"Taking off the training wheels

I was running errands the other day when I heard a spot promoting a local show about the arts on public radio. The gist of this message was that the arts aren’t just for “stuffy” people.

The day after that I picked up a copy of our town’s daily newspaper wherein I found an interview with a local arts administrator who talked about how her institution tries to make the arts “accessible.”

Now, let me say that I know these folks. I like them and hope they have success. But I wish they’d quit talking about the arts this way. They mean well, but they sound like grown-up children trying to convince grandpa to use a walker.

They are not alone. It seems that most of the arts administrators here are frustrated that such a small percentage of the adult population shows up for local arts offerings. They also seem to assume that, when it comes to the arts, most of these adults don’t know the difference between negative space and a hole in the ground.

The tactic has been to “reach out,” to play down art’s supposedly stuffy, snobbish image, to talk about how accessible the experiences on offer are in upbeat, reassuring tones. It’s the marketing equivalent of putting training wheels on Marcel Duchamp’s “Nude Descending a Staircase” — something, come to think of it, Duchamp might have done himself if he was still around to see the world he helped create.

This is art as missionary work. It goes with such commonly used trade jargon as “underserved” to describe people who, for whatever reason, are not availing themselves of the good news that arts advocates would like them to receive. The arts advocates, of course, consider the arts to be as wholesome as vitamin C, a basic building block for a fully dimensional life. On that we wholeheartedly agree. But I’m sick and tired of hearing the arts in this town being boosted like they’re fat-free carrot cake.

In the first place, I think this is insulting to what is really the underserved audience here — people who actually know something about the arts. These folks are so hungry for the real thing they travel to other cities to experience what few venues in Indianapolis are willing to offer. These are the wistful souls who hover over pamphlets that come in the mail from the Columbia Dance Center or Lookingglass Theatre in Chicago; from BAM in Brooklyn, or the Dance Theatre Workshop in Manhattan. They know they’ll rarely see anything like that in Indianapolis — as far as arts administrators here are concerned, they don’t count.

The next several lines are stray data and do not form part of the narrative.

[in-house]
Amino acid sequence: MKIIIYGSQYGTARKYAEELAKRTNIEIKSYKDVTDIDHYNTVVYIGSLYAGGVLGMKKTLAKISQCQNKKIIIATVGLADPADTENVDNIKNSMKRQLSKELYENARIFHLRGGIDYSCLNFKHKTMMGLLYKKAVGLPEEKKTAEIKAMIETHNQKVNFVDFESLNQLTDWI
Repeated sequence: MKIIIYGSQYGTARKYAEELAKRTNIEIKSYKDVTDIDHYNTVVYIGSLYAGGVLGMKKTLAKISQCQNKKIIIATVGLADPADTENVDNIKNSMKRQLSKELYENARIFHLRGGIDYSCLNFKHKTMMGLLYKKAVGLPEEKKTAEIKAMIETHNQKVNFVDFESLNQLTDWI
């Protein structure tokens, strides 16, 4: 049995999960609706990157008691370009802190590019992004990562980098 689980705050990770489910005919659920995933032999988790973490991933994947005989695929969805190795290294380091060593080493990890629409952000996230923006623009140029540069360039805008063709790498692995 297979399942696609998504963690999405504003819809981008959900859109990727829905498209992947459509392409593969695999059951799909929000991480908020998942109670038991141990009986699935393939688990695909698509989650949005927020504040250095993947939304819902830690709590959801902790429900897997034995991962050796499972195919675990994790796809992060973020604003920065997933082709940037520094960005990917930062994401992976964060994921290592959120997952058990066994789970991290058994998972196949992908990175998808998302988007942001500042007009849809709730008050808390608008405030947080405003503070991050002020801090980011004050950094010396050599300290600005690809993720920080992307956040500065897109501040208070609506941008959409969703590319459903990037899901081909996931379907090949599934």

But the real problem is that trying to cajole the uninitiated into the arts tent will never really work. Telling them the arts are friendlier, softer, less intimidating and more fun than they think betrays a whiff of flop sweat. It also fails to identify what it is about the arts experience that might distinguish it from, say, a walk in the park or a trip to the zoo. This is no way to woo people that research shows place a premium on attending events of all kinds that promise the possibility of intensely memorable experiences.

What mystifies me is how most of our arts organizations continue to labor under the assumption that audience disinterest is based on audience ignorance, not on the products on display; that the arts organization’s job is to rally public support, rather than make real news in their chosen field. I hate to drag in a sports analogy but here it is: When the Colts were losers, there were plenty of seats to be had in the Dome. Winning changes everything. In the arts this means developing and presenting work that earns the attention of what has become a global marketplace.

If Indianapolis wants to be an arts destination, our arts administrators and advocates need to develop a critical vocabulary when it comes to talking about what they do. They need to be able to tell us that the work they’re offering us is important — and they need to be able to tell us why.

This approach won’t change the behavior of people who think the arts are for someone else. But trying to win these people over by making the arts seem reassuring as a soak in a hot tub only serves to make art interchangeable with every other recreational option. It obscures art’s true relevance and infantilizes the audience. I know Indianapolis prides itself on being family-friendly, but, at a certain point, art that matters is an adult proposition. If you want to get anywhere, you have to take off the training wheels. 



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